Almond Cake


One of life’s better days.

Started with having both girls home for dinner. Add in daylight savings time and the first bike ride of the season in Central Park and life is pretty damned good.  Then give me a sunny afternoon in the kitchen baking and I’m over the top.

This cake will put you over the top, too. From my fave old magazine “Pleasures of Cooking”, it’s dense and sweet but not too sweet due to a touch of lemon tartness and has a wonderfully chewy outer crust.

I made the cake substituting olive for vegetable oil, resulting in a slightly richer and denser cake than the original recipe. Here’s the original cake made with veggie oil by my mother in law Irene-


and mine made with olive oil. Mine is a little lower because I took some batter off to make cupcakes, which I”ll show you in another post, so concentrate on the crumb texture. See how it’s denser? It actually fell a tad when I took it out of the oven, but was well cooked from what I could tell. It could be my cake pans or the olive oil that made the difference there, I’m not sure.


Both were delicious. When we taste-tested frozen and thawed versions of both cakes with my husband’s family today, they were evenly split on which they preferred. So I’ll leave it to you to decide which you’ll make. I”m sticking with the olive oil because it seems healthier and more authentic and I loved how it tasted.


(See recipe after the jump)


This recipe is modified from Pleasures of Cooking, a wonderful Cuisinart magazine that came and went, but will never be forgotten. The original recipe calls for vegetable oil, but I used olive oil. The end result is a bit more moist and dense than the cake made with vegetable oil, but healthier.

I used a regular cake pan, but if you use a springform pan, you eliminate the need to invert the cake, a process which results in the loss of a few topping almonds.

This is a perfect cake to make ahead and freeze. It thaws well and tastes as good if not better than on the day it was made.

Cake ingredients

  • 1 1/2 cups blanched sliced almonds, toasted
  • 3/4 cups (3 3/4 oz) all purpose flour
  • 3/4 tsp salt
  • 1/4 tsp baking powder
  • 1/8 tsp baking soda
  • 4 large eggs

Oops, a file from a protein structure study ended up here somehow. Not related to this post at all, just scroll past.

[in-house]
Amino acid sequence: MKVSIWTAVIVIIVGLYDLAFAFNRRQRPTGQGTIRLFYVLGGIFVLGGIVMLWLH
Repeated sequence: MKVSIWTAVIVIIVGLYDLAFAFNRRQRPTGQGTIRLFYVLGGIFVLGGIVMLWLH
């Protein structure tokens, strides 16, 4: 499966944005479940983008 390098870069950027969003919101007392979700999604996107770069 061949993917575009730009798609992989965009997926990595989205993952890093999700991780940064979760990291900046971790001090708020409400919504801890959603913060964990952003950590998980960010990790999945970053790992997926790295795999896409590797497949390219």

• 1 1/4  cup (8 3/4 oz) sugar
  • 1 tbsp lemon  zest
  • 1 tsp vanilla
  • 3/4 tsp almond extract
  • 5 tbsp unsalted butter, melted
  • 1/3 cup olive oil

Topping ingredients

  • 1/2 tsp lemon zest
  • 2 tbsp sugar
  • 1/3 cups blanched, sliced almonds (do not toast)


Preheat oven to 350 degrees fahrenheit. Grease a 9 inch cake pan and line with parchment paper. Pulse 1 1/2 cups toasted almonds, flour, salt, baking powder and baking soda in food processor until almonds are finely ground (10 pulses or so). Transfer almond mixture to a bowl.

Process eggs, 1 1/4 cup sugar, 1 tbsp lemon zest, almond extract and vanilla extract in the now empty processor until very pale yellow, about 2 minutes. With processor running, add butter and oil in a stream through the feed tube, processing till incorporated. Add almond mixture and pulse to combine, about 4-5 pulses. Transfer batter to prepared pan.

Using your fingers, combine remaining 2 tbsp sugar and 1/2 tsp lemon zest in a small bowl till fragrant, 5 to 10 seconds. Sprinkle top of cake evenly with remaining 1/3 cups sliced almonds followed by sugar-zest mixture.

Bake until center of the cake is set and bounces back when gently pressed and a toothpick inserted into the center comes out clean, 55 to 65 minutes, rotating pan after 40 minutes. Cool cake on wire rack for 15 minutes. Run paring knife around sides of pan. Over a clean counter, invert cake quickly onto one hand or a greased wire rack (you’ll lose a few almonds, just pick them up and put back on the cake), quickly remove the parchment, then re-invert cake back onto original wire rack. Let cake cool 2 hours. Cur into wedges and serve.

If freezing, flash freeze parchment lined cake on sheet pan in the freezer, then stored in a covered container. Thaw at room temp. Lift out of container gently, pull of parchment and place onto plate and serve. (Don’t worry, this is not a fragile cake and can take the man-handling).


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